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PimentoUK

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  1. The short extension at the elbow-cup is light, it's three-piece construction - the tube is 50 thou ( 1.25mm ) wall-thickness, the joiner is short and large-bore, the end-cap is thin and hollowed-out. There's no plastic plug, obviously. The middle-rod extender is somewhat over-engineered. The walls are 2mm thick at the insertion sections, meaning they're 3mm thick over the central 33mm length. So I could've bored it to 1.5mm, and had shorter insertion overlaps. The 33mm length could've been 8mm shorter if I'd simply moved the spring-pip 12mm, but aesthetically the under-inserted rod would
  2. On the current Eqx, the pip-locating holes on the middle shaft are spaced 40mm apart, which I think is too far, and a spacing of about 30mm would be better if the new machines share this shaft style.
  3. In the thread about possible design improvements for the Equinox series, I said the breakdown of the three-piece shaft could be improved. It currently has two reasonably short upper parts, and one excessively long lower rod. To improve packing, the upper rods need to be a bit longer, and the lower rod shortened. Having done this exercise on my Fisher F75 shaft, I turned my design ideas to the Eqx. The upper rod obviously has the 'height', due to the control pod and lower stand, and this limits the compactness to 28cm / 11" in that direction. This is slightly larger than the coil, which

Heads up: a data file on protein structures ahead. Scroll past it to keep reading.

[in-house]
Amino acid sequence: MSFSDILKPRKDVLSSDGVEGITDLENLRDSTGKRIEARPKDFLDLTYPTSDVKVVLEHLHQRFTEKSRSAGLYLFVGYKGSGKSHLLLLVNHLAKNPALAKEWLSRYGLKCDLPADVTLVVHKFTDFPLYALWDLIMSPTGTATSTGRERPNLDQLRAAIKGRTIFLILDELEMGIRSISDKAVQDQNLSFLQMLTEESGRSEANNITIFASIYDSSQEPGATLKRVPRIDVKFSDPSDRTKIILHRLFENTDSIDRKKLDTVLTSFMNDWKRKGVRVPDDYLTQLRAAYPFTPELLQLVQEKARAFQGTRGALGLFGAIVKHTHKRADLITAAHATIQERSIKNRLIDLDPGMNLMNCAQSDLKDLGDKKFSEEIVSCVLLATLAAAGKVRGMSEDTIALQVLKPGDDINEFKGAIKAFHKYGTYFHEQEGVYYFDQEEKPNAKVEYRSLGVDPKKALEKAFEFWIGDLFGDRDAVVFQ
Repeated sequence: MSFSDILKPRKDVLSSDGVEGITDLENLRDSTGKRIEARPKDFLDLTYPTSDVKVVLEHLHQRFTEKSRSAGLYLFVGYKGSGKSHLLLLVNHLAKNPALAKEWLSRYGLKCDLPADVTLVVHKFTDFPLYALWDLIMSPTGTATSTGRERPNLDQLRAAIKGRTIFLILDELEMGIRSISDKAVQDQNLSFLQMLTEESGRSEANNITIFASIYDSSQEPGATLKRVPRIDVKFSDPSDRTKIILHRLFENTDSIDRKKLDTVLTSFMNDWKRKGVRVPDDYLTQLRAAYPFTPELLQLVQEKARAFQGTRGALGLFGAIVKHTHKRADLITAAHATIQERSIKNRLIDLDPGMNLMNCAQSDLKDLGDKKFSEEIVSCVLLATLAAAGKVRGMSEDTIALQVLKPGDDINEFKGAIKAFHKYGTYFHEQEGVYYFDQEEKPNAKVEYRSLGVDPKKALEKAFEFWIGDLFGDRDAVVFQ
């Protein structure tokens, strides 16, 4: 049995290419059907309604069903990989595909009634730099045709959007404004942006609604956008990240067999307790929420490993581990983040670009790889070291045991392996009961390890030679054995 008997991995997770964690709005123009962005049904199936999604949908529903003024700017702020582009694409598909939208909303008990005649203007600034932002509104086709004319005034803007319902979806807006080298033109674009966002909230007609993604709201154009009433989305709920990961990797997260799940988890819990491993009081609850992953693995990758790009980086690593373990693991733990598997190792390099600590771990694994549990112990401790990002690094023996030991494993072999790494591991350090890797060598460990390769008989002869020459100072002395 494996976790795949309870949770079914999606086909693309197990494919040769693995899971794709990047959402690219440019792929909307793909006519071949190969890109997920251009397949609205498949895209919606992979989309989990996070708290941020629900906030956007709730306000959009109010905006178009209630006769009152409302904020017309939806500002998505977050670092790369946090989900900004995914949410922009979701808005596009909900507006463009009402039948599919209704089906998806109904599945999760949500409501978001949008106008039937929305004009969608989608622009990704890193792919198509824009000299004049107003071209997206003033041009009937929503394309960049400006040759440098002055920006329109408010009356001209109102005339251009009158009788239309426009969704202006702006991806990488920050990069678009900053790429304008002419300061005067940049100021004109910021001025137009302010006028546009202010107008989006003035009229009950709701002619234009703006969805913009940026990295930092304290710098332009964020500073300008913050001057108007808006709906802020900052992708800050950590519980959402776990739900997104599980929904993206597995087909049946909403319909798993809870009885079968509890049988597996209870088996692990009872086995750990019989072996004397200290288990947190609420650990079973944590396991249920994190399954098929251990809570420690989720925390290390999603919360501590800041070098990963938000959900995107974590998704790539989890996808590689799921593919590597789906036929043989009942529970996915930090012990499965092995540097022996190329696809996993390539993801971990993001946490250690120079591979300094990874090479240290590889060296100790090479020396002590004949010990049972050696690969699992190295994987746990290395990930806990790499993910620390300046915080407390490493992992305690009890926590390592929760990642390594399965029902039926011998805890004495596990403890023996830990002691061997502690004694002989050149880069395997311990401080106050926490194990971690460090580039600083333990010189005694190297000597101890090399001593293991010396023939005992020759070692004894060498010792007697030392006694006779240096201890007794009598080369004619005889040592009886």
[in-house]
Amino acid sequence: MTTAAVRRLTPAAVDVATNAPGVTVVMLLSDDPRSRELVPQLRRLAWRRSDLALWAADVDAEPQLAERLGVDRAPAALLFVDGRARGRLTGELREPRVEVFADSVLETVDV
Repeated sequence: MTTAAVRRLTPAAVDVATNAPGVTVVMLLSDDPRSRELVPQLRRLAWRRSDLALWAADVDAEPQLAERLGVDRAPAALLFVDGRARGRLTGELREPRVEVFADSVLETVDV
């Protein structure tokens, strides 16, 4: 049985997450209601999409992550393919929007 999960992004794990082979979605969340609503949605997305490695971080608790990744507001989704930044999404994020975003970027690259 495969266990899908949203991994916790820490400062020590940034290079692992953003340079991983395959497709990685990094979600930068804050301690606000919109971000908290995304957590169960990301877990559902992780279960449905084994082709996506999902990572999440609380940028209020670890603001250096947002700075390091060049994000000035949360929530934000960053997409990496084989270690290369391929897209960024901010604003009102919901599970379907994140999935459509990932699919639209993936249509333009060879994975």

4. Nearly all commercially available VLF machines are 'motion mode' in operation , except when in 'pinpoint mode'. A few have a 'permanent pinpoint mode' as a feature, such as the Fisher F75. One manufacturer that still makes a range of true non-motion machines is C-Scope in the United Kingdom, the CS1220XD is the flagship of the models: https://www.csmetaldetectors.com/shop/category/non-motion-metal-detectors
  5. Geotech1 seem to get spammer problems, but their security methods to tackle it made it tougher to register for everyone else. There is this page that may help: https://www.geotech1.com/forums/showthread.php?24472
  6. @Longbow62: Should we assume you're using the stock 11" coil ? Do you have the large coil ? Have you considered buying one?
  7. As an electronics engineer, I have to say your project is very neat and well planned. Are you a member of Carl & George's "Geotech1 Forum" ? It's a useful resource, if nothing else, and there's always the angry Lithuanian/Bulgarian/ etc guys to keep the place entertaining. Re: the coil. I would advise designing your machine to work with a known good commercial coil, then when you're confident it's working OK, consider making your own coil. Your chances of success are much improved that way.
  8. Here's the BBC's version of the story: https://www.bbc.co.uk/news/uk-wales-46179570 Every one of those old-time miners is named Dai ...[humour] It is possible to pan the rivers for gold, but I'm sure it's just flecks, not detectable stuff. But even that can land you in trouble: https://www.theguardian.com/uk-news/2018/may/10/police-investigate-gold-panning-welsh-river